the lateral connecting member and the receptacle being cooperatively dimensioned so that, over a predetermined range of relative rotation between the receptacle and the second end of the lateral connecting member, a smallest vertical distance between any point on the upper inner surface and any point on the lower inner surface of the receptacle being no less after rotation than the height between the upper outer surface and the lower outer surface of the second end of the lateral connecting member.



3. The apparatus of claim 1, wherein:

the second end of the lateral connecting member having generally opposed upper and lower outer surfaces;

the receptacle having generally facing, upper and lower inner surfaces; and,

the lateral connecting member and the receptacle being cooperatively dimensioned so that, over a predetermined range of relative rotation between the receptacle and the second end of the lateral connecting member, a greatest distance between any point on the upper outer surface and any point on the lower outer surface of the second end of the lateral connecting member being no greater than the smallest distance between any point on the upper inner surface and any point on the lower inner surface of the receptacle.



4. The apparatus of claim 3, wherein the upper and lower inner surfaces of the receptacle terminating in upwardly directed arcuate portions.

5. The apparatus of claim 1, wherein:

the second end of the lateral connecting member having generally opposed upper and lower outer surfaces spaced by side surfaces, the upper and lower outer surfaces including arcuate portions connecting with the side surfaces;

the receptacle having generally facing, upper and lower inner surfaces; and,

the lateral connecting member and the receptacle being cooperatively dimensioned so that, over a predetermined range of relative rotation between the receptacle and the second end of the lateral connecting member, a greatest distance between any point on the upper outer surface and any point on the lower outer surface of the second end of the lateral connecting member being no greater than the smallest distance between any point on the upper inner surface and any point on the lower inner surface of the receptacle.



6. The apparatus of claim 5, wherein the second end of the lateral connecting member being an elongate vertical rectangle.

7. The apparatus of claim 5, wherein the second end of the lateral connecting member having a square cross section.

8. The apparatus of claim 5, wherein the second end of the lateral connecting member generally defining a horizontally extending circular cylinder.

9. The apparatus of claim 5, wherein the upper and lower inner surfaces of the receptacle terminating in upwardly directed arcuate portions.

10. The apparatus of claim 1 further comprising means for cooperating with the other of the means for guiding the barrier or the movable barrier to assist in retaining the lateral connecting member in the receptacle, wherein the means for cooperating is on the second end of the lateral connecting member.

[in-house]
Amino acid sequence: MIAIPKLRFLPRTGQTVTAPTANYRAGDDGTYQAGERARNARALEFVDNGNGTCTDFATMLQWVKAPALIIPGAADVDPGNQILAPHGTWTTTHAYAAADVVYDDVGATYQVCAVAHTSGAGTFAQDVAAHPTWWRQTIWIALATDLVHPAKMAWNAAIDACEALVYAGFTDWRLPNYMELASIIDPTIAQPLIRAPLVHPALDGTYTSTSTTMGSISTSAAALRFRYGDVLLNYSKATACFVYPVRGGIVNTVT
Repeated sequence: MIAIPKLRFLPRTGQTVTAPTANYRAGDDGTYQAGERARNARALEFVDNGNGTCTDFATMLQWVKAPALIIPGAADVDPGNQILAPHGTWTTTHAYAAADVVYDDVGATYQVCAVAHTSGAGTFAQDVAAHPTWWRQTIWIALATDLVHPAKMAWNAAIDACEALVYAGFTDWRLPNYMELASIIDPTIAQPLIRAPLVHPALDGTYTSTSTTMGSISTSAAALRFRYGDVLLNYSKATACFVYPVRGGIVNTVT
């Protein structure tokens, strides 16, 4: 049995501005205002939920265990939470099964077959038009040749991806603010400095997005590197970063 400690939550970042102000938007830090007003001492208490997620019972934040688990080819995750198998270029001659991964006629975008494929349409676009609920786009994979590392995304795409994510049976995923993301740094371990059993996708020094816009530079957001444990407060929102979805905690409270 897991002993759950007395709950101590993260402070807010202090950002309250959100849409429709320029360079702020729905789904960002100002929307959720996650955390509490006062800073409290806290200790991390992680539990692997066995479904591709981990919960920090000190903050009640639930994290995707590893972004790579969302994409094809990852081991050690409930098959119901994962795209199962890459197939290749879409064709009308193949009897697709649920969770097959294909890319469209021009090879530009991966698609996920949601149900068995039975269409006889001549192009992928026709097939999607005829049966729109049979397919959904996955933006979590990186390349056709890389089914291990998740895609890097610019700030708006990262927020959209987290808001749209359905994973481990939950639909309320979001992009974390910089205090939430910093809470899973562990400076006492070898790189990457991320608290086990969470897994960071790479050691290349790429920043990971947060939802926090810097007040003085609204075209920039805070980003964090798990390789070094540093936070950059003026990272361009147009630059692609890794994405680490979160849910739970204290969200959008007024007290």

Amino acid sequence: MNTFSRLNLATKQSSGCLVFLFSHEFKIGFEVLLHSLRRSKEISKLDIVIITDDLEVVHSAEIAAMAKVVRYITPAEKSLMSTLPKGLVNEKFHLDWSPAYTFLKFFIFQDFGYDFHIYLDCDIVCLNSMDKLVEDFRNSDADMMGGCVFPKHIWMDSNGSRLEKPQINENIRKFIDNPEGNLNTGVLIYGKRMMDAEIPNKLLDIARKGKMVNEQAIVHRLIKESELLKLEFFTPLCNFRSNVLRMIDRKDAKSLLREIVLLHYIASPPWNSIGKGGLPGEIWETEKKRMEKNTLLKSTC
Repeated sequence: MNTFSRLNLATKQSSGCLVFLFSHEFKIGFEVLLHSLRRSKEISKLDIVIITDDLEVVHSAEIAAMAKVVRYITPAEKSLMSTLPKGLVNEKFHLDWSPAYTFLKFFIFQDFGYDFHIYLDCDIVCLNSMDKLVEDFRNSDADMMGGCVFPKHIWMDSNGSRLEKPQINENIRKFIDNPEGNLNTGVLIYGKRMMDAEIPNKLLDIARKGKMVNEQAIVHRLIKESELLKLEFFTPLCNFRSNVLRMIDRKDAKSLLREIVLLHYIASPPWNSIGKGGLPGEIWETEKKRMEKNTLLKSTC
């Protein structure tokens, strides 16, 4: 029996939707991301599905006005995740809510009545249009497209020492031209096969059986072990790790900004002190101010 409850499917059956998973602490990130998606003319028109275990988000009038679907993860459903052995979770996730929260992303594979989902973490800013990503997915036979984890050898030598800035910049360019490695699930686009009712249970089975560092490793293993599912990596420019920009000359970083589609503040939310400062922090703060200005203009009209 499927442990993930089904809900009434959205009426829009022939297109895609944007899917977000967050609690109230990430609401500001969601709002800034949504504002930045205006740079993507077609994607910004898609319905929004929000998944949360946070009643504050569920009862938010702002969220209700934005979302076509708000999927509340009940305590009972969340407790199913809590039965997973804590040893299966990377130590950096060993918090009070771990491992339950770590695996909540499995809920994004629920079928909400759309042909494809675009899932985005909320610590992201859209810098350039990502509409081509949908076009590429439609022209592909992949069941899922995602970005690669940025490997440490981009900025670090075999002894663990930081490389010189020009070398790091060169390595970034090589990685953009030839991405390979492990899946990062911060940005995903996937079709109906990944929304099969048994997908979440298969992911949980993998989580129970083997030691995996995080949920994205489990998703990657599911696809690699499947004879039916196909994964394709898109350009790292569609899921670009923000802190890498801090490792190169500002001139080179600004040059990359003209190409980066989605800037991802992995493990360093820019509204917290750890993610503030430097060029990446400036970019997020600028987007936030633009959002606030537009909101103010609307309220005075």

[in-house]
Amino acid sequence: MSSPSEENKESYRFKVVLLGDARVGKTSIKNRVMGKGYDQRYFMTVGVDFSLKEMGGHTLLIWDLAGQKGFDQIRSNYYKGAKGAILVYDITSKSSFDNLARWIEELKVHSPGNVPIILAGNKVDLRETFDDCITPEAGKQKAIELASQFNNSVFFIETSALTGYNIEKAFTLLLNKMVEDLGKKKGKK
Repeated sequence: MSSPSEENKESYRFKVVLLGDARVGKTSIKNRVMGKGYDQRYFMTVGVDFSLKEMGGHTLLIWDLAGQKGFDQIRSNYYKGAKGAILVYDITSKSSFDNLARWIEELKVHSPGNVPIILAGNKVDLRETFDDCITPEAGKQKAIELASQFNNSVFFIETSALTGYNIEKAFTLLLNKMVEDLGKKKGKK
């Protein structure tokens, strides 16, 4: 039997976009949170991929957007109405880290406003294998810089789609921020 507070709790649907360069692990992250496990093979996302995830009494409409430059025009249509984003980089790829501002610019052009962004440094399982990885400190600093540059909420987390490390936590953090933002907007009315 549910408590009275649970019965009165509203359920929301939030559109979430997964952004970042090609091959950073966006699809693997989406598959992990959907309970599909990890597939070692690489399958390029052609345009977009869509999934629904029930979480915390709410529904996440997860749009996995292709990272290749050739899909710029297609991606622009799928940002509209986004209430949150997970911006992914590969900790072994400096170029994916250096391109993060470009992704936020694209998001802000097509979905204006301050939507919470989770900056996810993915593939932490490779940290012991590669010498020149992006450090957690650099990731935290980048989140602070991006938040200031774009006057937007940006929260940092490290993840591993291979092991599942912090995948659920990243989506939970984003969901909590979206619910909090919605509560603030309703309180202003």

11. The apparatus of claim 10 wherein the means for cooperating includes a biased protrusion engaging in a recess.

12. The apparatus of claim 1 further comprising means associated with the lateral connecting member and the receptacle for aligning and releasably holding the lateral connecting member in the receptacle.

13. The apparatus of claim 12 wherein the means for aligning and releasably holding the lateral connecting member in the receptacle includes a slot on the lateral connecting member and a projection within the receptacle that is biased into releasable engagement with the slot.

14. The apparatus of claim 1 wherein the predetermined range of accommodatable relative rotation between the receptacle and the lateral connecting mender is from 0° up to about 90°.

15. The apparatus of claim 1 wherein the predetermined range of accommodatable relative rotation between the receptacle and the lateral connecting member is from 0° up to about 20°.

16. An apparatus connecting a movable barrier to a means for guiding the barrier during operation to selectively block an opening, the connection separating upon impact in excess of a predetermined magnitude, comprising:

a lateral connecting member extending laterally and having opposed first and second ends, the first end being on one of either the means for guiding the barrier or the movable barrier and the second end being adapted to be received by a receptacle;

the receptacle being on the other of the means for guiding the barrier or the movable barrier and being adapted to receive the second end of the lateral connecting member; and,

the lateral connecting member and the receptacle being cooperatively dimensioned so that, over a predetermined range of accommodatable relative rotation between the receptacle and the lateral connecting member, the rotation being in a plane other than the plane of the barrier, the connecting member and the receptacle are separable upon an impact in excess of a predetermined magnitude.